Mary mentioned several examples of this "pushback," one in which a professor questioned the "validity" of her research focus and attempted to sway her trajectory in a way that felt "like a microaggression." She also spoke of peers whose ideas of social justice were more reflective of a color-blind ideology, who challenged her when she "wanted to talk about race so much," and who lacked the critical perspectives that she anticipated her classmates would have if they had selected a social justice program.
Several participants also talked about the "danger" of being seen as a scholaractivist, especially at a public university or in a conservative region of the country. Gertrude said she had "seen what happens to other people who are 'out' with their political work" and then commented,
I don't know if I would say that [I'm fully a social justice scholar]. I feel like it's dangerous to say something blatantly like that. People may think you are a Communist or something crazy. It's dangerous to be a scholar-activist these days!
She cited several examples of scholar-activists facing challenges within their universities (being alienated from the faculty or being positioned as "troublemakers") or from the general public (being targeted by local or state politicians for their politics or maligned in the media for such politics).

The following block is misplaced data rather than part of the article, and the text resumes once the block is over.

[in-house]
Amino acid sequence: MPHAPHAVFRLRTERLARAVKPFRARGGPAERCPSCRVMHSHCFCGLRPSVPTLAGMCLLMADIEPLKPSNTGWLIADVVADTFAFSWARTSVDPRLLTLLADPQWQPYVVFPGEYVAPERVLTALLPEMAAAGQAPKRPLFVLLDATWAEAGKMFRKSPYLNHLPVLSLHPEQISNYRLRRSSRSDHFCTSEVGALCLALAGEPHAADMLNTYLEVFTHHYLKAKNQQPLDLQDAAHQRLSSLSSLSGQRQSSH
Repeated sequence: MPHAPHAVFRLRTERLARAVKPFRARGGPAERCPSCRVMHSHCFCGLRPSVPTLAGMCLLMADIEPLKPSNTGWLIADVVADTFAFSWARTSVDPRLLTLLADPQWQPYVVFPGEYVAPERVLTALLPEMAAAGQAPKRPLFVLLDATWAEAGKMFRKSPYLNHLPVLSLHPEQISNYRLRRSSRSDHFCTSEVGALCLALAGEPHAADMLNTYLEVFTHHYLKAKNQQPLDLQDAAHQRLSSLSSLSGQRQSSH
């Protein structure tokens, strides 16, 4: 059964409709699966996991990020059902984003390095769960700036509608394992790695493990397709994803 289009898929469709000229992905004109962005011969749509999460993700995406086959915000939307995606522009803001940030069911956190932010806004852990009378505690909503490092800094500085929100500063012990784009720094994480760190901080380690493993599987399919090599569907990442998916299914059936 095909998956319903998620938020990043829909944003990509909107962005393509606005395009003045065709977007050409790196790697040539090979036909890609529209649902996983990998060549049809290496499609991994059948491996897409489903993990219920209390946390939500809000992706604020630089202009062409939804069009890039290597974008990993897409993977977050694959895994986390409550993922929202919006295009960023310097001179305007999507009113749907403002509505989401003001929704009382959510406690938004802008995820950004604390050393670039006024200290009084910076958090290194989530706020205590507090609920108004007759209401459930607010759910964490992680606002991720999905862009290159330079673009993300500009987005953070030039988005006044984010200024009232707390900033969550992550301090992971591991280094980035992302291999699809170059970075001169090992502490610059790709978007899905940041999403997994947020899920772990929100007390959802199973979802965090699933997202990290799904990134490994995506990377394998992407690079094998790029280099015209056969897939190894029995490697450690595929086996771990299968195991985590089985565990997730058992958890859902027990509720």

When I asked Jaime how she felt about being a social justice teacher educator, she described how her mentors had talked with her about ways she would need to "play the game" and "negotiate" this stance. She spoke at length about this messaging:
It's playing the game of academia ... learning how to navigate and negotiate the politics.... And especially in that I know I want to work in equity and social justice [which] gets devalued a lot. I don't do quantitative educational psychology so my work takes a lot longer to collect data, publish, [and] it doesn't have the funding. I'm in a space that is not always valued by the academy, so I need to know how to negotiate spaces to make sure that I continue to be able to do that work.... So much is like a political game, so you have to learn how to play, if you want to be safe to do what you want to do.
Finally, a last difference between rhetoric and reality was the pressure to go into higher education versus returning to the K-12 classroom or doing work at the state or district level. Both Carter's and Montvale's mission statements and program descriptions specifically mentioned that PhDs from their universities could lead to school, district, and state-level administration and leadership. Yet the "unstated" push was for doctoral students to go into the academy or, more specifically, into tenure-track positions at research universities. For example, Gertrude reflected that she envisioned herself exercising her social justice commitments as a classroom teacher but said she received both "implicit and explicit" questioning from professors about her choice: